Weekend Edition's own "Math Guy" Keith Devlin calls the late Martin Gardner the greatest "math guy" of all time. As Devlin tells NPR's Scott Simon, Gardner had little formal mathematics training.
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SCOTT SIMON, HOST:
And April is Mathematics Awareness Month. This year, mathematicians are celebrating the contributions of a guy named Martin Gardner, who was born a hundred years ago. Now, his name may not be as well-known as Isaac Newton or Archimedes, but a lot of people think of Martin Gardner as the greatest math guy of all time. We have our own very own math guy, Keith Devlin, who is a huge fan. He's online from studios at Princeton University, where he's a visiting professor. Keith, thanks for being with us again.
KEITH DEVLIN: (Laughing) Thanks for having me on, Scott.
SIMON: And how do we appreciate Martin Gardner?
DEVLIN: Boy, if you're in mathematics, he's a huge, towering figure. Actually, physically, he was a huge, towering figure, as well. Although, I never met him in person. But he had a column in Scientific American that ran from 1956 to 1981. And pretty well everybody in my generation who became a mathematician will say that one of the influences that made them do it was reading that column, "Mathematical Games," in Scientific American because it was an incredible antidote to the drudgery of school mathematics that we'd been subjected to like everybody else, to go back, read Scientific American and find that math was fun, stimulating, interesting and incredibly relevant to the world around us.
SIMON: And you had some kind of marginal personal connection with this great mathematician?
DEVLIN: I do, indeed. When I wrote my first popular book in mathematics in 1987, I was still in the U.K. And so of course the American press didn't know who I was. I'm not sure they know who I am now. But they certainly weren't going to review it. But Martin got hold of a copy. He bought a personal copy, and he wrote this long glowing review in the New York Review of Books. So he turned it into a minor bestseller immediately.
DEVLIN: And I always thought that was a really cool thing to do, that he just went out, spent his own money because he thought it deserved a review.
SIMON: That's wonderful. Do I get this right? He didn't actually study mathematics and was technically...
DEVLIN: Yeah, that's correct. He actually got a degree in philosophy at the University of Chicago...
DEVLIN: ...Then became a writer. I think he started out writing for children's magazines. He just sort of stumbled into - well, he was - I should mention, one of his other interests was sort of magic, stage magic and conjuring.
DEVLIN: And he always blended that together with mathematics. And so he ended up writing an article for Scientific American on things called hexaflexagons, which are sort of shapes you make by folding up paper. It's not exactly origami. You make - you fold them up in a way that makes a sort of mathematical object. And he wrote an article about that. And the editor of Scientific American thought that was so neat. He said, we need a regular column from you. Once a month, start writing a column. And Martin started the next month, and this just took off immediately. He had an incredible touch with words. He could bring mathematics to life in a way that none of us who've followed in his footsteps have really been able to achieve.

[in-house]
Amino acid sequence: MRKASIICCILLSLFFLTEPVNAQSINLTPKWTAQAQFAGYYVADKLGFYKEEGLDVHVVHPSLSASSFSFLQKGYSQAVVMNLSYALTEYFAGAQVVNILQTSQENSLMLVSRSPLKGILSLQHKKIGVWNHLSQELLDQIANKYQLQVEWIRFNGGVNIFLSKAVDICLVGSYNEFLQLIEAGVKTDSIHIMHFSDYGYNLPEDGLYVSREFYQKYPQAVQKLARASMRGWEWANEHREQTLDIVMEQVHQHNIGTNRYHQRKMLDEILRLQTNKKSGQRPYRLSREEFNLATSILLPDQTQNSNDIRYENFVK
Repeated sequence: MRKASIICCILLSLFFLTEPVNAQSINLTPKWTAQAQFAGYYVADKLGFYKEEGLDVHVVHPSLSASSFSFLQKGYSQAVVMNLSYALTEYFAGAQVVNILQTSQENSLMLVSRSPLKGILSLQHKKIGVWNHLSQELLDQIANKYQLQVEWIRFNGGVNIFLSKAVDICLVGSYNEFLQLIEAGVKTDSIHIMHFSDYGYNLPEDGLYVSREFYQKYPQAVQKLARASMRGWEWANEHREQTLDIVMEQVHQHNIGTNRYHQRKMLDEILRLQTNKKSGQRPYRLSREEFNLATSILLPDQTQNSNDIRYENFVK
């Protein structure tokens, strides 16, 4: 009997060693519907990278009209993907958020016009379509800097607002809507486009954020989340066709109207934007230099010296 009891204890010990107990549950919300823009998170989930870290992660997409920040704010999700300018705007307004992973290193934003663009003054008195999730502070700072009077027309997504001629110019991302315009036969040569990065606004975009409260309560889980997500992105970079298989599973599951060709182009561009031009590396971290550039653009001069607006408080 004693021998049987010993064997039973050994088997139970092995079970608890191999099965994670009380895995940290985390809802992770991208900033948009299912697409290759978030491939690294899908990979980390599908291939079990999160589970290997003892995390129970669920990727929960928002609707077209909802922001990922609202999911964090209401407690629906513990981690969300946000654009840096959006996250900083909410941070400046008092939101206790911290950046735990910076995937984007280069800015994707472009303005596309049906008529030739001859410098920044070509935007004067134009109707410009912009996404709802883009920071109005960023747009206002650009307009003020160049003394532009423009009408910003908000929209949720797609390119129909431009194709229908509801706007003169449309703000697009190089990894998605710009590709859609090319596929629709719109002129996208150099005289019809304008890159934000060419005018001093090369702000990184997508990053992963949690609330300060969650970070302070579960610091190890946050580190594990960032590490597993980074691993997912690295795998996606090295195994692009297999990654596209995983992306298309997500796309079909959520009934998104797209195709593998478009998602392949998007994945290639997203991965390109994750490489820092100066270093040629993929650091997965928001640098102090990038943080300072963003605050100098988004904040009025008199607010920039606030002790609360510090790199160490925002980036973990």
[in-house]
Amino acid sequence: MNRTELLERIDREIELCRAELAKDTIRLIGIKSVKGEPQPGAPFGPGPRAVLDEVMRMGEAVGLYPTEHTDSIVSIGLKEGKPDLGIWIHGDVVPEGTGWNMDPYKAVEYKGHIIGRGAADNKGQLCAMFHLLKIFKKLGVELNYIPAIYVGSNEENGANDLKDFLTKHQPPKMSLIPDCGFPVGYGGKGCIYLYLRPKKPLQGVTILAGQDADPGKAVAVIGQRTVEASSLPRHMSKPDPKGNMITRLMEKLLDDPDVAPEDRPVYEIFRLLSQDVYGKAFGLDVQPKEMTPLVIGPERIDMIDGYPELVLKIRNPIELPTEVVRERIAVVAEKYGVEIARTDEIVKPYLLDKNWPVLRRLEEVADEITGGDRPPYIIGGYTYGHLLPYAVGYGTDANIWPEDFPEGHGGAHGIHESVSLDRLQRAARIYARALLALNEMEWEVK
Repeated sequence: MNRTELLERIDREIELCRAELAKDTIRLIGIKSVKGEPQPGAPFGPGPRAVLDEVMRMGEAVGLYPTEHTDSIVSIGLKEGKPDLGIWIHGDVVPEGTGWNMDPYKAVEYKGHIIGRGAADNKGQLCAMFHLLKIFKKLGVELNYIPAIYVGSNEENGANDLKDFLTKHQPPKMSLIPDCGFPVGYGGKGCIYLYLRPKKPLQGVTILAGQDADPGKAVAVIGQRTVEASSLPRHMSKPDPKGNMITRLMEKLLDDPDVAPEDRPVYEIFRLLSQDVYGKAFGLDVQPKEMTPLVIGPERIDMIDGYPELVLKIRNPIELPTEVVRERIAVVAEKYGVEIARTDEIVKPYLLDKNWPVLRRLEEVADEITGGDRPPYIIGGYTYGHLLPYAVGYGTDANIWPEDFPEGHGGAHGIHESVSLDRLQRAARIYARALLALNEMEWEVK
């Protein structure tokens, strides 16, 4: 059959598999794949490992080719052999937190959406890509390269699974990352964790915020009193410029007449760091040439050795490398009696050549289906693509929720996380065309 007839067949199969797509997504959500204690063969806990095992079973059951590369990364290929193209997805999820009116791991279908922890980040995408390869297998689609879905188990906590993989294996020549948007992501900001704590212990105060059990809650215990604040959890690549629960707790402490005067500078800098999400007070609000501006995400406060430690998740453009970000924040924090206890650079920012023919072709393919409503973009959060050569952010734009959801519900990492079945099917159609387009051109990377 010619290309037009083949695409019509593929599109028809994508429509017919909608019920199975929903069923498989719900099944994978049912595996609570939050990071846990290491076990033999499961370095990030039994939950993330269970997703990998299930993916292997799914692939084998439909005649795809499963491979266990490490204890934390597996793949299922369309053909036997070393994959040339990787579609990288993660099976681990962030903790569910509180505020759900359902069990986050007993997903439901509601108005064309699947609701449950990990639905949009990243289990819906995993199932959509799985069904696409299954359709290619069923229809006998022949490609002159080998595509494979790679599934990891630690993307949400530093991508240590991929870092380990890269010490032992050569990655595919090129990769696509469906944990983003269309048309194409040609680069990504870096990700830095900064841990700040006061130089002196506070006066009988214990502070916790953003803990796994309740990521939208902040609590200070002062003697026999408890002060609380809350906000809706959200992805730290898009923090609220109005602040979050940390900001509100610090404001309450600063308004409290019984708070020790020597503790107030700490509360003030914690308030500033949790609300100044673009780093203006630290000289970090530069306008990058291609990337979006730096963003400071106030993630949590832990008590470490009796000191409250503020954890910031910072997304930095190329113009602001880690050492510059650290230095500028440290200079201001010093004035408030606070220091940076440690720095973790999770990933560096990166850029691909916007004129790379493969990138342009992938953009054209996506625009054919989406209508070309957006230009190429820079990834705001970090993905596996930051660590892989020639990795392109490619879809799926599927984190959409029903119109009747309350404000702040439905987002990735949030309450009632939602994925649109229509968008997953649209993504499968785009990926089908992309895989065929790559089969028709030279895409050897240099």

SIMON: So are there people who are applying a trade in mathematics today who can - a lot of people, perhaps, who can trace their interests back to Martin Gardner?
DEVLIN: Oh, indeed. One of the interesting things was that, although he didn't have any formal training in mathematics, didn't have a PhD, never wrote a mathematical paper or such, many of the world's best mathematicians corresponded with him on a regular basis and actually regarded him as a colleague. And he wasn't going to prove theorems, but he had this knack of seeing things in a different way and expressing them in a different way.
And I think many of us found it very useful simply to bounce ideas off him because something that we might have thought was really complicated, Martin could come back in a flash almost and say, is this what you're saying? Because he was interested in making it simple so he could write about it for a general audience. But often, the mathematician would look at that and think, by golly, you're right. That is what I'm trying to say.
SIMON: And people who love Lewis Carroll have a special debt to him.
DEVLIN: Oh, indeed, yes. Because of his combined interests in mathematics and wordplay and logic, as well as sort of magic, he ended up writing a series of books, the most famous of which I think is called "The Annotated Alice." I'm not sure how much people realize this, but the author Lewis Carroll was a mathematician in England. And in his books, especially in the Alice books, there were many, many examples of mathematical wordplay and logical puzzles blended in.
DEVLIN: And Martin went through all of Carroll's books and pointed out all of the ideas, the mathematical tricks that were there, and explained what was going on. So he really did bring out to the non-mathematician the clever mathematical ideas that mathematicians had already been able to observe in Carroll's writings.
SIMON: Well, Keith Devlin is our math guy. He's the Stanley Kelley, Jr. Visiting Professor for Distinguished Teaching in the math department at Princeton University. Keith, thanks so much for being with us.
DEVLIN: OK, nice to talk you again, Scott. Bye, bye.
SIMON: And if you'd like to find out more about Mathematics Awareness Month - and why not - you can go to MathAware.org. Transcript provided by NPR, Copyright NPR.